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OCD solution.

Yelling in a calm assertive manner
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This stems from a recently posted idea. I have a slight OCD, I go back and forth to my car to make sure its locked as well as the door to my house.

The first part is to identify the problem. For me i do not check a billion times to see if i have my wallet or keys. The problem is locking doors.

The solution. A Programmable speaker that tells you in a calming, but audible, voice that you did all those things. You place the system at the origin of the problem. That would be, for instance, the doorway.

You type into the program a series of sentences. "You locked the door, have a very productive day". Or "your car doors are locked, I love you". You set the speaker volume. For me i would want to be able to hear the message from my doorway to my car and again from my car to my doorway.

They system would have to be able to tell if you locked doors or picked up various items. It would come with a series of small rfid tags that you could place in various items. Say I do forget my wallet as i leave the house; the system would know I locked the door but it would also know that the wallet did not pass through the door way. The pleasant voice would then tell you about the issue.

Upon opening up the box you would receive. A wireless speaker (that you could connect to an ac power source), and the computer that I imagine to be a simple touch screen that you could mount to you wall. A series of rfid tags that you could place in your wallet etc..

Antegrity, Jan 26 2008

no idea if they are alike - just being helpful... OCD_20door_20locks
[po, Jan 28 2008]

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       + for the fact that any burglar would also hear the message and be deterred.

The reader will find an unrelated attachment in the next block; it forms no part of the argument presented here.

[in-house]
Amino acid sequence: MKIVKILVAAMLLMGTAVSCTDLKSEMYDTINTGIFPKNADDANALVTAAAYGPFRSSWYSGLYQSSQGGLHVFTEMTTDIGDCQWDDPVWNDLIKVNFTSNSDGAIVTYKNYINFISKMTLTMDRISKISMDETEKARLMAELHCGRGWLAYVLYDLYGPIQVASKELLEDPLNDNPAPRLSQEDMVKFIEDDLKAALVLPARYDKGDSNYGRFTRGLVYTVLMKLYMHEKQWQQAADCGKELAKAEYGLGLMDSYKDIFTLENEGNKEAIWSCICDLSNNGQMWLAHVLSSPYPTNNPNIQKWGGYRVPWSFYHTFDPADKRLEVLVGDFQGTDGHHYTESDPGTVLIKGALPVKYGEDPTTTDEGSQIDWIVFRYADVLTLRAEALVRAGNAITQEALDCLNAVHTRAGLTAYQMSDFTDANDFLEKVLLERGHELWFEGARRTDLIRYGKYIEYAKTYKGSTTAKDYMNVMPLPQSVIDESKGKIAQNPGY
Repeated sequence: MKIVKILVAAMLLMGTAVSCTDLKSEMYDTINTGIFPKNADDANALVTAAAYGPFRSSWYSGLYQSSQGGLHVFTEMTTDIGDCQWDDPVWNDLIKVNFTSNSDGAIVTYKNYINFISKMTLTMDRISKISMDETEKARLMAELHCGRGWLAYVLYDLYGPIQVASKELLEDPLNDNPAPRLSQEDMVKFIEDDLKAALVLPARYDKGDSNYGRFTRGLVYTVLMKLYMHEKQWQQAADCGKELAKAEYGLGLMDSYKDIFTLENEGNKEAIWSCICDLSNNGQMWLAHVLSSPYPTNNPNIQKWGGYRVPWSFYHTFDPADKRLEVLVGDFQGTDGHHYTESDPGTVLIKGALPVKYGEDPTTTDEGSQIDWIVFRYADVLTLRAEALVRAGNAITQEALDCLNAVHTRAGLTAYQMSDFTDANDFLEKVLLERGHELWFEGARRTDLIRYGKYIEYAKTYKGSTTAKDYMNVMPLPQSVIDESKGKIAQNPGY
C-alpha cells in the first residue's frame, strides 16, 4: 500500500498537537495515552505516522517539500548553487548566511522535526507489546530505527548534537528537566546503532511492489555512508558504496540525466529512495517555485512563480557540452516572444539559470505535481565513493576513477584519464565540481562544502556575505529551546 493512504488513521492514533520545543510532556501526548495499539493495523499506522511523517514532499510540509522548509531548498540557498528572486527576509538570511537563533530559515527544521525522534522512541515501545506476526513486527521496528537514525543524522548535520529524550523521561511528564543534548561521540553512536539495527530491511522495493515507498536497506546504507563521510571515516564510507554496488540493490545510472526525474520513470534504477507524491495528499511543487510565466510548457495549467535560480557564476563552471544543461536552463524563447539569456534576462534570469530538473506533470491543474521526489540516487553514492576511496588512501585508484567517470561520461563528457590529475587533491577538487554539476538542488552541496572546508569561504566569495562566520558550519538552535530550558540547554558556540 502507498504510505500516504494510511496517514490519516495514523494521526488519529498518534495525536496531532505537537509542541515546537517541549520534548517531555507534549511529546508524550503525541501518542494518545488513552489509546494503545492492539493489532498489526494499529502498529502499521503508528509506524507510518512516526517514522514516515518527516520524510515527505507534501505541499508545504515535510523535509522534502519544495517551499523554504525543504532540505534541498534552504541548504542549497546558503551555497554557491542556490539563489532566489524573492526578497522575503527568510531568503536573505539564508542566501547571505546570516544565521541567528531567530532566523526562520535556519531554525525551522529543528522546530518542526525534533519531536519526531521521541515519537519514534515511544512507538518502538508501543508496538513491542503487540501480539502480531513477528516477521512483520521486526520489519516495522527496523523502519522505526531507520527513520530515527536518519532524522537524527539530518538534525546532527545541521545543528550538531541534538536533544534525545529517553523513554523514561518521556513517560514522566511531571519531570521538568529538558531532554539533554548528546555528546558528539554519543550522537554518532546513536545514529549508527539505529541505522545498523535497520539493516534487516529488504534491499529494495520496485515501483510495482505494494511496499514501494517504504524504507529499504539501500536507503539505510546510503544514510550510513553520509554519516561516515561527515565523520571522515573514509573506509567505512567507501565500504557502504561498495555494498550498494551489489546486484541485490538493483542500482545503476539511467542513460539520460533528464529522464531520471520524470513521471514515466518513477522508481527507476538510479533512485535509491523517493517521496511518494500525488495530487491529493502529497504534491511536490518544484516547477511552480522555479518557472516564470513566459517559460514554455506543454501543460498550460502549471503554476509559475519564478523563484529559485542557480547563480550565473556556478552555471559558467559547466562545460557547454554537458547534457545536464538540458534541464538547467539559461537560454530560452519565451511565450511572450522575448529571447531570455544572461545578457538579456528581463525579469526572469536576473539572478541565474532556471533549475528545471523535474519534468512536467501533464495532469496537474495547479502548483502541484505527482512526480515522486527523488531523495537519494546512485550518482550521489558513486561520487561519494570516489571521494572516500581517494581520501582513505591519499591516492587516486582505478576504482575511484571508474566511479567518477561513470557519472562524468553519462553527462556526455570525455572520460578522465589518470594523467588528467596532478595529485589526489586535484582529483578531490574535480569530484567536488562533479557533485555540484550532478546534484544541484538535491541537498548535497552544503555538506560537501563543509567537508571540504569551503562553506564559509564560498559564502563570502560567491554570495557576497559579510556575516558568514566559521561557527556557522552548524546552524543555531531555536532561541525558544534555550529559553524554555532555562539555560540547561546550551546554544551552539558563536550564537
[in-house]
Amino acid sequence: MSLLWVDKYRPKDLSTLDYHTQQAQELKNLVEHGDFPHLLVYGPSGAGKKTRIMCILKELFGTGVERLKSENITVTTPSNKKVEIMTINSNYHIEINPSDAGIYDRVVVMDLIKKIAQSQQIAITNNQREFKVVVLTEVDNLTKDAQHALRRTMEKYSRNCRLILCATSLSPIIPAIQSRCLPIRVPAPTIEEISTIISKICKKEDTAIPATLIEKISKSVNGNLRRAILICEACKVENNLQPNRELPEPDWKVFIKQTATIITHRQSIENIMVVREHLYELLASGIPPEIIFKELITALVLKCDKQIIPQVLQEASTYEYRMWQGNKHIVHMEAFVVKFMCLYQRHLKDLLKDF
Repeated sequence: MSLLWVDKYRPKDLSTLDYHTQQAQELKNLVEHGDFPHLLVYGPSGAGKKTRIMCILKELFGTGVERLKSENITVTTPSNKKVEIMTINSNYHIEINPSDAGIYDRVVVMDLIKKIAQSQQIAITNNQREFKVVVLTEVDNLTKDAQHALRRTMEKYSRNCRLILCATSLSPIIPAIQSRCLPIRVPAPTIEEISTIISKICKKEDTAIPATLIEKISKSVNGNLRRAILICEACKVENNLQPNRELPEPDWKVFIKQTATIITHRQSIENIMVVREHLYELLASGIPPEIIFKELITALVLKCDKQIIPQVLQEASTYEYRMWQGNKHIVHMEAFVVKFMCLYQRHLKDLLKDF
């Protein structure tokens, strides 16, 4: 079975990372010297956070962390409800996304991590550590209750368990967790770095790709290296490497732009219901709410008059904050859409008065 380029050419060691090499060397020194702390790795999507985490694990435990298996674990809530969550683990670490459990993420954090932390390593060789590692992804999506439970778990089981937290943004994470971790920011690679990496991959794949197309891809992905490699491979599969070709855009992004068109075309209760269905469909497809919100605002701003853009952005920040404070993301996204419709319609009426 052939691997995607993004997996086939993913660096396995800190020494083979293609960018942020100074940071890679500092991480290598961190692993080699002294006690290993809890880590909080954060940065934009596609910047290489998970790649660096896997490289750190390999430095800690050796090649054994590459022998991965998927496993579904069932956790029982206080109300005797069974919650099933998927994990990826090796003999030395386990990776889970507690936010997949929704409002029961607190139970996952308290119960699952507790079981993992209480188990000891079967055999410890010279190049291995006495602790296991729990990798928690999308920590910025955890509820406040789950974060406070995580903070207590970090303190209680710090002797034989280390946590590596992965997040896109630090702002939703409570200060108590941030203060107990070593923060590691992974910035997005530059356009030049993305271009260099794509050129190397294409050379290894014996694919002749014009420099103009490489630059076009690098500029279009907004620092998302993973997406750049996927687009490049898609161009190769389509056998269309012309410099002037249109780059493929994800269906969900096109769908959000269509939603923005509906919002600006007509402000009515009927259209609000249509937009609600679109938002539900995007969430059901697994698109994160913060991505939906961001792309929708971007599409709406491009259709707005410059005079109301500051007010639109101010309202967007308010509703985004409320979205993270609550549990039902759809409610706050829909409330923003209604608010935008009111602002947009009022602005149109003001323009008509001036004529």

zeno, Jan 26 2008
  

       Many years ago I realised that if I couldn't remember locking the door, that means I did. You stop remembering the things that went according to routine. You tend to only remember the exception cases. So if you remember not locking the door, that means you didn't. Otherwise, if it's entirely outside of consciousness, then you almost certainly did it automatically according to plan. Unless you've just moved in, or you woke up under the influence of some severe chemical, or you're just a plain idiot. But generally, stop trying to drive your life from your conscious mind - it's difficult, inefficient and not the right tool for the job.
Ian Tindale, Jan 26 2008
  

       //But generally, stop trying to drive your life from your conscious mind - it's difficult, inefficient and not the right tool for the job.//   

       Wise words - it's like running up stairs, if you do it while concentrating on what your feet are doing it's actually quite tricky - let your subconscious take control and everything becomes smooth and effortless.
zen_tom, Jan 26 2008
  

       tool? what tool? people have a tool? why don't I have one?   

       damn, I forgot to drink my tea and now its cold.
po, Jan 26 2008
  

       You shouldn't be drinking tea at this time of night. Don't forget to have a little p before bed.   

       With regard to OCD, it always puzzled me, and I did an experiment a few years back. I decided to see if I could induce a sort of OCD in myself. I started by waiting 'til I was at the car, and then telling myself I wasn't sure if I'd set the right mode on the burglar alarm (if I set it wrong, the dog triggers it during the day). Of course, I knew I had, but I asked myself how I knew I had, and how I could be sure I hadn't mis-set it as I left. Then I'd go back and check it.   

       At first it was a very artficial situation - I'd be confident I'd set it correctly, and would have to try to persuade myself that I wasn't sure. After a few days, though, I found myself thinking 'well, actually, you can't be sure', and I'd actually have some motivation to go and check it.